I was expecting some photos in the NY Times link, but all I saw was the before/after shots on a hair club for men banner ad. Did Herb Ritts take those?
posted by Frank Grimes at 5:37 AM on December 27, 2002


Herb Ritts: The Early Work
posted by luser at 6:31 AM on December 27, 2002


it's a big enough thing not to obscure such a key aspect of it as cause for...what reason? Squeamishness?

No, I don't think miguel is talking about sqeamishness here. It has more to do with the extremely personal nature of the event--it happens to the person doing the dying and affects those who have intimate (meaning a close personal relationship, not just a sexual one) contact with the one dying. While a celebrity does potentially affect millions, I would say that only a very small handful of people are really affected by their death.

There is also has a need-to-know aspect: what does it matter what somebody dies from? To the population at large it's simply foddder for the rumor mill or a chance to offer relatively empty condolences and empathy.
posted by ashbury at 6:42 AM on December 27, 2002


I am sure that Ritts contributed something valuable to the world of photography, and I am certainly not of that world; and notwithstanding the hashing of public diagnostic revelations, death should be approached respectfully. But as a regular gay (except for Yancy Butler and perhaps Cate Blanchett) male consumer of mass culture, I would have to say that from the time I could immediately identify a Ritts photograph at first sight, I found his work to be incredibly boring. It was the repackaging of sex as Diet Coke. As a matter of fact, when I first heard of Viagra, I remember thinking right away that the nation finally had some small antidote to the mass extermination of the sexual imagination due to Herb Ritts photographs and music videos. Even hardcore amateur porn comes across as more sensual and less objectifying, not to mention more honest, given its lack of fascination with celebrity as perfection. Perhaps this was the hidden message behind his work, despite its commerciality. Still, if I never see another sepia-toned artificial breast caked with sand bulging out of a CK-designed tubetop, I'll die a happier man.
posted by troybob at 7:46 AM on December 27, 2002


On final glance at my previous post, I realize that it may seem cruel given that this guy just died. What I meant to say was "CK-designed black tubetop". Always black.
posted by troybob at 7:49 AM on December 27, 2002


FYI, Jim Henson died of Group A streptococcus pneumonia. This more virulent strain, some forms of which are called the "flesh-eating bacteria" (necrotizing fasciitis (NF)) and streptococcal toxic shock syndrome (STSS), bacteremia, pneumonia.

Approximately 8,800 annual cases of invasive disease (3.2/100,000 population) occurred in 2000; approximately 4% were STSS and 6% were NF. Over 10 million noninvasive GAS infections (primarily throat and skin infections) occur annually.
posted by kablam at 7:51 AM on December 27, 2002


Although I'm not so impressed with his fashion shots of supermodels, I do think he shot some really beautiful pictures over the course of his career (you can check some out, scroll down the names here). I especially like the ones of Dizzy Gillespie and Glenn Close.
posted by witchstone at 8:46 AM on December 27, 2002


I remember the series that Herb Ritts did for Vanity Fair on the Boy Scouts.

It would have been easy for him to use the forum to tear apart the Scouting program (wacky juxtapositions, taking only pictures of the fat ugly scouts), but his take on the scouts was honest and fair and not at all mocking.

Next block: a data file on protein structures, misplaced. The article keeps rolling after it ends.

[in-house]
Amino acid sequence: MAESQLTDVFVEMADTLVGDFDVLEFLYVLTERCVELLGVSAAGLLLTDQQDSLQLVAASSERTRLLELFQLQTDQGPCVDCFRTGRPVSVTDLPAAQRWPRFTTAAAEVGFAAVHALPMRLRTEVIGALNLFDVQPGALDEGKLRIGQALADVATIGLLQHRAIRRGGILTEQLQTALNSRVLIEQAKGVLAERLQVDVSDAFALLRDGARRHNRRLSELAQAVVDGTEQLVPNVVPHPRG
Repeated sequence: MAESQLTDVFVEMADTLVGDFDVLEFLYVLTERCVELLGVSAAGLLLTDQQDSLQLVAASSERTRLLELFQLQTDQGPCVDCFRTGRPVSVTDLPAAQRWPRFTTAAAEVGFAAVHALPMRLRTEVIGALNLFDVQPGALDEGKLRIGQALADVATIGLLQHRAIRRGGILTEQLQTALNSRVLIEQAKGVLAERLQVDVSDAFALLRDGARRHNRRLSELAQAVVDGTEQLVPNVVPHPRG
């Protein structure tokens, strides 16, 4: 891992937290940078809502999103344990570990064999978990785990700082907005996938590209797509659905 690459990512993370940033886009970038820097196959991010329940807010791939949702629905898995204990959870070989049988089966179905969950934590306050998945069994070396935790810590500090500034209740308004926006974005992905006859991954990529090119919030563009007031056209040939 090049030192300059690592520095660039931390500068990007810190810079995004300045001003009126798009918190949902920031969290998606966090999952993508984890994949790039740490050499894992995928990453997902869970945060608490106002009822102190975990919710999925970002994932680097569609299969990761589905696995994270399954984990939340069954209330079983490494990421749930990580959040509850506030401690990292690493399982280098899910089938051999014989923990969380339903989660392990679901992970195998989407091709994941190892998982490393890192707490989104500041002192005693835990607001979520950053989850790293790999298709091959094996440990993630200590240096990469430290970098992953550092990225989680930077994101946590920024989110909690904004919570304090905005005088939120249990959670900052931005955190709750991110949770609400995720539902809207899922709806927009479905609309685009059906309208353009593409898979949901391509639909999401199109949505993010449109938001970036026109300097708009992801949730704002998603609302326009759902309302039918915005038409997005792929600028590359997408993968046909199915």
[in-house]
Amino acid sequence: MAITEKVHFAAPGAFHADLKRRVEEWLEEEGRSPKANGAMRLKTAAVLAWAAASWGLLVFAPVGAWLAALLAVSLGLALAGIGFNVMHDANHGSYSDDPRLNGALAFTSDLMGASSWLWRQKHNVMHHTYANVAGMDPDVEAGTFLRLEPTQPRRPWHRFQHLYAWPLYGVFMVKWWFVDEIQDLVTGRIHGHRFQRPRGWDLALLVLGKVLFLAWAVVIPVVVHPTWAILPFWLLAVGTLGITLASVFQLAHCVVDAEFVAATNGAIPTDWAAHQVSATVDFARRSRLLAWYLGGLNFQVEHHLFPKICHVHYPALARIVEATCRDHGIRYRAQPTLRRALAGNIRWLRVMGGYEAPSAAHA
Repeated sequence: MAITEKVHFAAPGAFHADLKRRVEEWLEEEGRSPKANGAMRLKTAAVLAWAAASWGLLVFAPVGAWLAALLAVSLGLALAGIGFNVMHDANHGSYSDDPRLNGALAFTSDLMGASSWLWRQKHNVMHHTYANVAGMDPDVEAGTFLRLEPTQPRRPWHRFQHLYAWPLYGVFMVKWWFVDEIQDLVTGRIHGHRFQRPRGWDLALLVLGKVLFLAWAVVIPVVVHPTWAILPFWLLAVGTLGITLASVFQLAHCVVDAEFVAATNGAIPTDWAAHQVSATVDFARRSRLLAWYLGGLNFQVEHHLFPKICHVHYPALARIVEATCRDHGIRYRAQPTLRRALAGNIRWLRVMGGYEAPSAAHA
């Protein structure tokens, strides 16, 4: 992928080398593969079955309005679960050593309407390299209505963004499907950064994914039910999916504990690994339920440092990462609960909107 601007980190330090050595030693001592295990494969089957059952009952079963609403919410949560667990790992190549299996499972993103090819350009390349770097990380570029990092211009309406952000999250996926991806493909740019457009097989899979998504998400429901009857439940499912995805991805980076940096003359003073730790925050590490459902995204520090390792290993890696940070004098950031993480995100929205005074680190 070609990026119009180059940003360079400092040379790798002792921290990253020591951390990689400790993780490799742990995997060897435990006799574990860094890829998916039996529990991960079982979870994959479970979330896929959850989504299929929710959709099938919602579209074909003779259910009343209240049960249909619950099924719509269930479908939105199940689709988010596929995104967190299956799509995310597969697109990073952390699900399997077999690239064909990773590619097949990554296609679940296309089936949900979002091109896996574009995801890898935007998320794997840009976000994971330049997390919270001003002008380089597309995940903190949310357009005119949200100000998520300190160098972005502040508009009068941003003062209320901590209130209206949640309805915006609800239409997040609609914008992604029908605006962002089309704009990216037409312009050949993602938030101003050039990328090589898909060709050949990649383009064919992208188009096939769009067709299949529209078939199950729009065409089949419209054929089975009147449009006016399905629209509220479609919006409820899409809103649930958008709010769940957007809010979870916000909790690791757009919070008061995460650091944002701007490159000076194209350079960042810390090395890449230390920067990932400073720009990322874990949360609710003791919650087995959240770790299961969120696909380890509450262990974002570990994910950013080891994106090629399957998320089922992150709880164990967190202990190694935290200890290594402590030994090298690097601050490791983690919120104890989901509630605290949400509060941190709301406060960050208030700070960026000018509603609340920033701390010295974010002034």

His restraint in not politicizing his photos is what I remember most about that series.
posted by ColdChef at 9:02 AM on December 27, 2002


I can't find it online, but didn't he also do that infamous Vanity Fair cover of Tom Cruise leaping through the flames?
posted by ColdChef at 9:13 AM on December 27, 2002


Clearly, Ritts was not the most imaginative fashion or portrait photographer ever (wacky/brash/tacky David LaChapelle comes to mind as a much more interesting example in this branch of photography). But Ritts was hardly a hack: the man had clearly done his homework, and knew very well classical sculpture and had obviously studied the great photographers from the Thirties and Forties (yes, Riefenstahl too)

You can like Mapplethorpe better, and of course Ritts was no match -- not nearly -- for people like Newman or -- gasp -- Avedon. But who is nowadays? Certainly not Vanity Fair's Leibovitz, nor Gorman. You guys like Seliger better than Ritts? I hope not.

I saw Ritt's huge retrospective at the Fine Arts in Boston in 96, and really, that was defintely not "celebrity porn" hackwork: Ritts was a hell of a good photographer and I'm sorry that we won't see

also, what's the obsession with the pneumonia/AIDS stuff? Why do you guys care? Are you also interested in _how_ he got AIDS in the first place? Like, all the Kamasutra-ish details? Are we entitled to know that shit because Ritts was a public personality? Is everybody supposed to divulge his/her illness' details like Harold Brodkey chose to do? Why?
posted by matteo at 10:30 AM on December 27, 2002


He also did quite amazing pictures for Prince, like this one, or this one, and the best one, this one.

(Thanks to M for the links.)

RIP.
Sigh.
posted by Sijeka at 11:03 AM on December 27, 2002


You guys like Seliger better than Ritts? I hope not.

Well, ya gotta admit that's a great shot of Hetfield...
posted by jonmc at 11:21 AM on December 27, 2002


Seliger's always good for a laugh.
posted by ColdChef at 11:43 AM on December 27, 2002


Yipes! I went to her niece's bat mitzvah.
posted by y2karl at 3:51 PM on December 27, 2002


I'm not sure what a NYT free registration screen has to do with beauty, or how it caused someones death, but then again, I never got string-theory either.
posted by blue_beetle at 9:53 AM on December 28, 2002


an update on Ritt's death
posted by amberglow at 10:46 AM on January 4, 2003